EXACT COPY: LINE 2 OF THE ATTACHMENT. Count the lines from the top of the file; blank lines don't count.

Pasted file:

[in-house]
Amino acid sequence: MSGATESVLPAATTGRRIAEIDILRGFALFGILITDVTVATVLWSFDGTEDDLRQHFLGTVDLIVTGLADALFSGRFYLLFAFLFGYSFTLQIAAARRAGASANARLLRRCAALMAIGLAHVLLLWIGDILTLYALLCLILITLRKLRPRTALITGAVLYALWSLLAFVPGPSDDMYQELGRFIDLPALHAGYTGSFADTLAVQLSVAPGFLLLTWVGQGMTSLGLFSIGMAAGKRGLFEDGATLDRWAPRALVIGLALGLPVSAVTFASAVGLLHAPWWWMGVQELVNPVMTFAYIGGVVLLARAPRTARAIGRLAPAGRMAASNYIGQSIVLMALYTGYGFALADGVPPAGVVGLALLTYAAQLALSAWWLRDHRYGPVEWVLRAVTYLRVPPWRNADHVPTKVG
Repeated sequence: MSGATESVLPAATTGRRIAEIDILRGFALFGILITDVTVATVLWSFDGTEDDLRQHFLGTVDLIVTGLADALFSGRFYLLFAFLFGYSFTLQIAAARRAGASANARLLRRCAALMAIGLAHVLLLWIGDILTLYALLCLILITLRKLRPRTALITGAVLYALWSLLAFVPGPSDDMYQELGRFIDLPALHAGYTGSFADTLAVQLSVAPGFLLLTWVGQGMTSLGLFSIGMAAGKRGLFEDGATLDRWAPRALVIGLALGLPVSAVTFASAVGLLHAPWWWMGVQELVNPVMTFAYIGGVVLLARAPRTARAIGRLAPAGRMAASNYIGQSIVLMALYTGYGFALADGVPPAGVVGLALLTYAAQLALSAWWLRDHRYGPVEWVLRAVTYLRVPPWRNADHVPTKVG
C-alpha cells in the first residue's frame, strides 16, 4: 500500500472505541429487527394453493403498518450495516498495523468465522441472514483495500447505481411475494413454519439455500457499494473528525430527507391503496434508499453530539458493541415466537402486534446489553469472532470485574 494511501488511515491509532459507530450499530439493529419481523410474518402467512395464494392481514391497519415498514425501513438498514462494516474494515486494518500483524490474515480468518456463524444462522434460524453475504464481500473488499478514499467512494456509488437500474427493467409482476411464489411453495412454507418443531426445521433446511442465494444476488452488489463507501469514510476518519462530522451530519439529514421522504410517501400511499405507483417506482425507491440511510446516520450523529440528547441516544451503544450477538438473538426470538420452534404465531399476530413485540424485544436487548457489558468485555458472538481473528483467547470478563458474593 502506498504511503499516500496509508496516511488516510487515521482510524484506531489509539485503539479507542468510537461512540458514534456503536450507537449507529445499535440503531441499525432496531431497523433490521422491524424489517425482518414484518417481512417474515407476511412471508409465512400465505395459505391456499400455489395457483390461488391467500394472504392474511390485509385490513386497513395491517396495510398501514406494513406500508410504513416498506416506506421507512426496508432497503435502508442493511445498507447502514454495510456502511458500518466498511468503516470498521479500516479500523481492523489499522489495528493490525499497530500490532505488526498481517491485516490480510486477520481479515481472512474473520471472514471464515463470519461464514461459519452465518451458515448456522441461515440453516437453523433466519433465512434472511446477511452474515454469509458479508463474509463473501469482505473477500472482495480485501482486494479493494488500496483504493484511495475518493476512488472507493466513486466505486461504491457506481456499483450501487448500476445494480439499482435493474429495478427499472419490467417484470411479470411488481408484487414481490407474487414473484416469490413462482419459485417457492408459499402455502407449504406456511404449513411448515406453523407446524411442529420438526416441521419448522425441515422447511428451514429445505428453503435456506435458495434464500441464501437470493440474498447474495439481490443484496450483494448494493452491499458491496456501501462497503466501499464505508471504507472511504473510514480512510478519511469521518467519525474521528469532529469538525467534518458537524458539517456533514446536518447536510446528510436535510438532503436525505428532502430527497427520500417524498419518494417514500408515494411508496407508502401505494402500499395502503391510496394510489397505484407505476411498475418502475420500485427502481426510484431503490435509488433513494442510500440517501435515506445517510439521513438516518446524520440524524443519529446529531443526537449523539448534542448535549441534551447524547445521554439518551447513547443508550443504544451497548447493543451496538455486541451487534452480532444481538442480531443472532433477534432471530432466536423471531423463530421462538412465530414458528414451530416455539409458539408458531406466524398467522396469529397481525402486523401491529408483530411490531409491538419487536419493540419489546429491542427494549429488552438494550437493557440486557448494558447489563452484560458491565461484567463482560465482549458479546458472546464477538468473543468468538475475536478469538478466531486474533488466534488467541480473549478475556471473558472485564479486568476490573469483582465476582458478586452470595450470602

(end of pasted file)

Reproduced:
Amino acid sequence: MSGATESVLPAATTGRRIAEIDILRGFALFGILITDVTVATVLWSFDGTEDDLRQHFLGTVDLIVTGLADALFSGRFYLLFAFLFGYSFTLQIAAARRAGASANARLLRRCAALMAIGLAHVLLLWIGDILTLYALLCLILITLRKLRPRTALITGAVLYALWSLLAFVPGPSDDMYQELGRFIDLPALHAGYTGSFADTLAVQLSVAPGFLLLTWVGQGMTSLGLFSIGMAAGKRGLFEDGATLDRWAPRALVIGLALGLPVSAVTFASAVGLLHAPWWWMGVQELVNPVMTFAYIGGVVLLARAPRTARAIGRLAPAGRMAASNYIGQSIVLMALYTGYGFALADGVPPAGVVGLALLTYAAQLALSAWWLRDHRYGPVEWVLRAVTYLRVPPWRNADHVPTKVG